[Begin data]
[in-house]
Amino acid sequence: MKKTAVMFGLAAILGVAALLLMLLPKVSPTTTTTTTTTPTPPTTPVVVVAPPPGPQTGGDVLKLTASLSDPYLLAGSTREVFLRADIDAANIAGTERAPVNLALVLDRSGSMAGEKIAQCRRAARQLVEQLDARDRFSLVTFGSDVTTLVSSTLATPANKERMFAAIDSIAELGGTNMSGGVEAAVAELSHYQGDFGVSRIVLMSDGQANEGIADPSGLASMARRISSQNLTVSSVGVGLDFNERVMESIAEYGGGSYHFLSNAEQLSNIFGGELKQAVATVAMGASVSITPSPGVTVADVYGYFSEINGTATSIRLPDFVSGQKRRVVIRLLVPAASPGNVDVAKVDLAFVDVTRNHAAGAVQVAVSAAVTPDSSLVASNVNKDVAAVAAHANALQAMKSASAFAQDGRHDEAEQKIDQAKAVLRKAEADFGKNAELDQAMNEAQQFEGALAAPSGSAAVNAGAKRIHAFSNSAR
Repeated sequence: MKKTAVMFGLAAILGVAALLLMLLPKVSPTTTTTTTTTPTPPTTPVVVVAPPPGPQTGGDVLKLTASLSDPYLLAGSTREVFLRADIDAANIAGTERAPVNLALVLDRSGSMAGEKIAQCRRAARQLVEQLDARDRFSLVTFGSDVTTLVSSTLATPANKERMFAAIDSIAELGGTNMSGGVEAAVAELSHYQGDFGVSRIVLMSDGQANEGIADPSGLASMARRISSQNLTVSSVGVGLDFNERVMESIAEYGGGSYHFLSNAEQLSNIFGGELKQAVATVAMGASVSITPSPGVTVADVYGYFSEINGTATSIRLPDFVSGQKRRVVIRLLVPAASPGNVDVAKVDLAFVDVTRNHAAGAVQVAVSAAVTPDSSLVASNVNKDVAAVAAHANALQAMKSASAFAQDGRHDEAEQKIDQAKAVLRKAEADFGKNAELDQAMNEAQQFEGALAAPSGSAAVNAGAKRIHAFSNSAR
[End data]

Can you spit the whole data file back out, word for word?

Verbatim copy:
[in-house]
Amino acid sequence: MKKTAVMFGLAAILGVAALLLMLLPKVSPTTTTTTTTTPTPPTTPVVVVAPPPGPQTGGDVLKLTASLSDPYLLAGSTREVFLRADIDAANIAGTERAPVNLALVLDRSGSMAGEKIAQCRRAARQLVEQLDARDRFSLVTFGSDVTTLVSSTLATPANKERMFAAIDSIAELGGTNMSGGVEAAVAELSHYQGDFGVSRIVLMSDGQANEGIADPSGLASMARRISSQNLTVSSVGVGLDFNERVMESIAEYGGGSYHFLSNAEQLSNIFGGELKQAVATVAMGASVSITPSPGVTVADVYGYFSEINGTATSIRLPDFVSGQKRRVVIRLLVPAASPGNVDVAKVDLAFVDVTRNHAAGAVQVAVSAAVTPDSSLVASNVNKDVAAVAAHANALQAMKSASAFAQDGRHDEAEQKIDQAKAVLRKAEADFGKNAELDQAMNEAQQFEGALAAPSGSAAVNAGAKRIHAFSNSAR
Repeated sequence: MKKTAVMFGLAAILGVAALLLMLLPKVSPTTTTTTTTTPTPPTTPVVVVAPPPGPQTGGDVLKLTASLSDPYLLAGSTREVFLRADIDAANIAGTERAPVNLALVLDRSGSMAGEKIAQCRRAARQLVEQLDARDRFSLVTFGSDVTTLVSSTLATPANKERMFAAIDSIAELGGTNMSGGVEAAVAELSHYQGDFGVSRIVLMSDGQANEGIADPSGLASMARRISSQNLTVSSVGVGLDFNERVMESIAEYGGGSYHFLSNAEQLSNIFGGELKQAVATVAMGASVSITPSPGVTVADVYGYFSEINGTATSIRLPDFVSGQKRRVVIRLLVPAASPGNVDVAKVDLAFVDVTRNHAAGAVQVAVSAAVTPDSSLVASNVNKDVAAVAAHANALQAMKSASAFAQDGRHDEAEQKIDQAKAVLRKAEADFGKNAELDQAMNEAQQFEGALAAPSGSAAVNAGAKRIHAFSNSAR